An elderly man mocks him? David Letterman, the true definition of ass -- actually the true definition of ass with nose hair. Up close, David Letterman's nose hair is probably his most distinguished characteristic and, no, that's not a plus. Last night the angry, bitter and, yes, highly sexist, talk show host decided the thing to do was a skit mocking Ed Snowden (again mocking, actually). That's because David is incredibly stupid. That's why women have long complained about their treatment on his show and why CBS is eager to move Letterman to the door. Long after he's forgotten -- and he's no Johnny Carson -- Ed Snowden's revelations will have still made a difference and maybe that's what pisses Dave off the most these days? No, what pisses him off the most is that his staid and dull CBS program is a lousy way to end the career especially when compared to NBC's Late Night with David Letterman -- a program that actually found him offering some cultural significance. But that's when Merrill Markoe was in charge of the smiling creation known as "Dave" and not the hack writers Letterman pays on the cheap these days. Today, tired, old Letterman has all the significance and cachet of Shecky Greene. Attacking Ed Snowden in skits only ensures that he fades all the quicker.
The US Senate isn't fading away anytime soon ("sadly," some may add). But Press TV reports they're "considering possible trade sanctions against Russia" should it grant asylum to Ed Snowden. Having failed at his efforts to kill the Winter Olympics, Senator Lindsey Graham is now pushing this because, clearly, nothing matters more to the citizens of South Carolina than this issue. See, things are perfect in South Carolina and -- Oh, wait, unemployment has gone up. Well, at least your seat is safe and -- Oh, wait. David Sherfinski (Washington Times) reports that a significant conservative challenge is mounting against you for the 2014 GOP primary. Well, at least you'll be known as the senator obsessed with Russia. Certainly, the unemployed and those fearful of becoming unemployed will be thrilled with your focus on that. Reuters reports, "A US Senate panel voted unanimously Thursday to seek trade or other sanctions against Russia or any other country that offers asylum to Edward Snowden. The 30-member Senate Appropriations Committee adopted by consensus an amendment to a spending bill that would direct Secretary of State John Kerry to meet with congressional committees to come up with sanctions against any country that takes Snowden in."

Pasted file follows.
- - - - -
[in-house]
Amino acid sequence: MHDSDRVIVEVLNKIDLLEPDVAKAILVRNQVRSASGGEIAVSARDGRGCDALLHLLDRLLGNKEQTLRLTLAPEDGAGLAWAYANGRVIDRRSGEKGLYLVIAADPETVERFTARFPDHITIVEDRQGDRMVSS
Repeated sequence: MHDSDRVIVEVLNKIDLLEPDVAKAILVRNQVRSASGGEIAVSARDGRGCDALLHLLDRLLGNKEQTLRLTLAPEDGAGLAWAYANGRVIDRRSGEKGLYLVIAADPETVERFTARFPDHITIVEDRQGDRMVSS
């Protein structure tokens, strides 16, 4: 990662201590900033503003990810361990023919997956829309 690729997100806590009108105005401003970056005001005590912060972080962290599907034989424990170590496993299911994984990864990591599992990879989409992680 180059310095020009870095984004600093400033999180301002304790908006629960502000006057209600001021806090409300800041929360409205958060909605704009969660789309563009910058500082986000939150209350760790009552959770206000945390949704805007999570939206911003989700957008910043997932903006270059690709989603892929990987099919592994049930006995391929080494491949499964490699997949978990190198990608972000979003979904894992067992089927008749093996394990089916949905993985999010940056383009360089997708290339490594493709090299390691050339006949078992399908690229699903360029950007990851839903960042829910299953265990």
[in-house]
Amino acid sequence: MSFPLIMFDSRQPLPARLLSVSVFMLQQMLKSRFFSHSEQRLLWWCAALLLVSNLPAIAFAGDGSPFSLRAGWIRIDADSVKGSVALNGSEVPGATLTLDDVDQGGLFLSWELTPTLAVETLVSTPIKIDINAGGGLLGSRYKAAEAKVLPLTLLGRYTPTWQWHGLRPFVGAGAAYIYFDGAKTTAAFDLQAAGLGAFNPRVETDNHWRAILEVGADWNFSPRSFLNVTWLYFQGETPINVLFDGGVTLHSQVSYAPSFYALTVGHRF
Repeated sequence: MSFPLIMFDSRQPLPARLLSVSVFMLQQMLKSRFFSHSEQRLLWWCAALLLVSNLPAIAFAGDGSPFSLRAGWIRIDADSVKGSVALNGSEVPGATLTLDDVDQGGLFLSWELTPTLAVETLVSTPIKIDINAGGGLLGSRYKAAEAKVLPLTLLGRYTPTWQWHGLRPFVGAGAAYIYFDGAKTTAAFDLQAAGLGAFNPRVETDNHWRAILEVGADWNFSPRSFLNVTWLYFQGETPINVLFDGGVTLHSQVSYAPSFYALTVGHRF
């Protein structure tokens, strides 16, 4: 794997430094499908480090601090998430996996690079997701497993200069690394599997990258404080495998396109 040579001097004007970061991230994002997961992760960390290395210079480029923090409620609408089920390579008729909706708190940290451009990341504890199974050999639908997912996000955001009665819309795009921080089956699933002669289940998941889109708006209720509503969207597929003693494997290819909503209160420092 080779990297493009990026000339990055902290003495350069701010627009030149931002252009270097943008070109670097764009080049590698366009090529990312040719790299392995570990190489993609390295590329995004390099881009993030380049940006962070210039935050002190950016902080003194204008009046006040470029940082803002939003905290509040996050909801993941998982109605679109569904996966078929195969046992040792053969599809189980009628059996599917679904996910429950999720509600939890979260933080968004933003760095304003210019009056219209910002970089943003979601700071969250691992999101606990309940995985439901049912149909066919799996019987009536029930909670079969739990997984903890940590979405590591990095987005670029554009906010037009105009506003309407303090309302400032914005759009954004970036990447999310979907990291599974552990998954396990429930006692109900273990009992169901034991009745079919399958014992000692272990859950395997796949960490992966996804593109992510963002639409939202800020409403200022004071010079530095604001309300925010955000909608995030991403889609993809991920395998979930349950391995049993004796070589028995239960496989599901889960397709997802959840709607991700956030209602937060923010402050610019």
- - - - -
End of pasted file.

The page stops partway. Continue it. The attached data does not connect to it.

Which brings us to the poll. After weeks and weeks of attacks from MSNBC (and Letterman), ABC and the Washington Post want to do a new poll and how it was shopped around, the results. Or, if you know a damn thing about polling, the 'results.' I really hoped someone else would do the work this time but we can only wait so long.
Question 13 is the one that everyone's zoomed in on. Well, no, they haven't. That would require work. They've zoomed in on what has been billed as the results of the poll but it's question 13. The false claim is presented by Jon Cohen and Dan Balz (Washington Post) when they insist, "In the new poll, 53 percent say Snowden should be charged with a crime, up 10 percentage points in a month." They at least fail to lead with that -- probably because they realize it's trumped up and not reality. Gary Langer (ABC News) opens with, "Public attitudes have shifted against Edward Snowden, with more than half of Americans now supporting criminal charges against the former security contractor who’s disclosed details of surveillance by the U.S. National Security Agency." Out of the mouths of idiots.
So what's the reality?
As always, go to the raw data. There you'll find the question: "A former government contractors named Edward Snowden has released information to the media about intelligence-gathering efforts by the U.S. National Security Agency. Do you support or oppose Snowden being charged with a crime for disclosing the NSA's intelligence-gathering efforts? Do you fell that way strongly, or somewhat?"
First up, the question has changed since June. When you alter the wording -- which they admittedly did (follow the note by the asterisk), you can't claim you're measuring the same thing. So let's lose the notion that the respondents in both polls are responding to the same question. And since the new phrase is a charged one that benefits the administration, let's really stop comparing the June and July results -- whores can continue to compare them because whores busy their bodies so much that their minds never have time for actual thought.